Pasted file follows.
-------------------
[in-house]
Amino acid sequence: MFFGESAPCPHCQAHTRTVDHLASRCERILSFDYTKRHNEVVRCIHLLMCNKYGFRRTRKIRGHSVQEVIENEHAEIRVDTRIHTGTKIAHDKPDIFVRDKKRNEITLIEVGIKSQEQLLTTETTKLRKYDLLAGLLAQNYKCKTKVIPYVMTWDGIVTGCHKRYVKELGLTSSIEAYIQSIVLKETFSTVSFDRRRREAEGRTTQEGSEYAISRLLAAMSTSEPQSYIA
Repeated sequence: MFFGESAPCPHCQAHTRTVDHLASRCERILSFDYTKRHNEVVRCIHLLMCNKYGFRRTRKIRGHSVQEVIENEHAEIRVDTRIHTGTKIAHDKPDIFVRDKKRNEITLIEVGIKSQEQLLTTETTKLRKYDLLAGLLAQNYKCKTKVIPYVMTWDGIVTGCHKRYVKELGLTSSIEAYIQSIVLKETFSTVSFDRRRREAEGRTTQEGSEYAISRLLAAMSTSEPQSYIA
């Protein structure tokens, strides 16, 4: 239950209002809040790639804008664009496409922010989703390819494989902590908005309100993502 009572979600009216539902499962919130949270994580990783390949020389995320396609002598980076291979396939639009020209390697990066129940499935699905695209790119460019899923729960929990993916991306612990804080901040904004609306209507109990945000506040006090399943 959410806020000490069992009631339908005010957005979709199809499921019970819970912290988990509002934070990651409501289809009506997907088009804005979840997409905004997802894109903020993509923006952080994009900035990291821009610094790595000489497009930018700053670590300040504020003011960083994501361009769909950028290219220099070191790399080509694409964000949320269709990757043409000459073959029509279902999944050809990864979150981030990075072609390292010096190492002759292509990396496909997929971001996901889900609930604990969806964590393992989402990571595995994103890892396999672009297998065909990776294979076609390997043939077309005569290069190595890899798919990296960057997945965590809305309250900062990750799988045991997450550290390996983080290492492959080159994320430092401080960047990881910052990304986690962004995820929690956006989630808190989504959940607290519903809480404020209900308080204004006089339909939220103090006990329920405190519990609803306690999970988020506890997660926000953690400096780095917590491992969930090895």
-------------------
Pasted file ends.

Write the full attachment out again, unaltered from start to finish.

[in-house]
Amino acid sequence: MFFGESAPCPHCQAHTRTVDHLASRCERILSFDYTKRHNEVVRCIHLLMCNKYGFRRTRKIRGHSVQEVIENEHAEIRVDTRIHTGTKIAHDKPDIFVRDKKRNEITLIEVGIKSQEQLLTTETTKLRKYDLLAGLLAQNYKCKTKVIPYVMTWDGIVTGCHKRYVKELGLTSSIEAYIQSIVLKETFSTVSFDRRRREAEGRTTQEGSEYAISRLLAAMSTSEPQSYIA
Repeated sequence: MFFGESAPCPHCQAHTRTVDHLASRCERILSFDYTKRHNEVVRCIHLLMCNKYGFRRTRKIRGHSVQEVIENEHAEIRVDTRIHTGTKIAHDKPDIFVRDKKRNEITLIEVGIKSQEQLLTTETTKLRKYDLLAGLLAQNYKCKTKVIPYVMTWDGIVTGCHKRYVKELGLTSSIEAYIQSIVLKETFSTVSFDRRRREAEGRTTQEGSEYAISRLLAAMSTSEPQSYIA
């Protein structure tokens, strides 16, 4: 239950209002809040790639804008664009496409922010989703390819494989902590908005309100993502 009572979600009216539902499962919130949270994580990783390949020389995320396609002598980076291979396939639009020209390697990066129940499935699905695209790119460019899923729960929990993916991306612990804080901040904004609306209507109990945000506040006090399943 959410806020000490069992009631339908005010957005979709199809499921019970819970912290988990509002934070990651409501289809009506997907088009804005979840997409905004997802894109903020993509923006952080994009900035990291821009610094790595000489497009930018700053670590300040504020003011960083994501361009769909950028290219220099070191790399080509694409964000949320269709990757043409000459073959029509279902999944050809990864979150981030990075072609390292010096190492002759292509990396496909997929971001996901889900609930604990969806964590393992989402990571595995994103890892396999672009297998065909990776294979076609390997043939077309005569290069190595890899798919990296960057997945965590809305309250900062990750799988045991997450550290390996983080290492492959080159994320430092401080960047990881910052990304986690962004995820929690956006989630808190989504959940607290519903809480404020209900308080204004006089339909939220103090006990329920405190519990609803306690999970988020506890997660926000953690400096780095917590491992969930090895």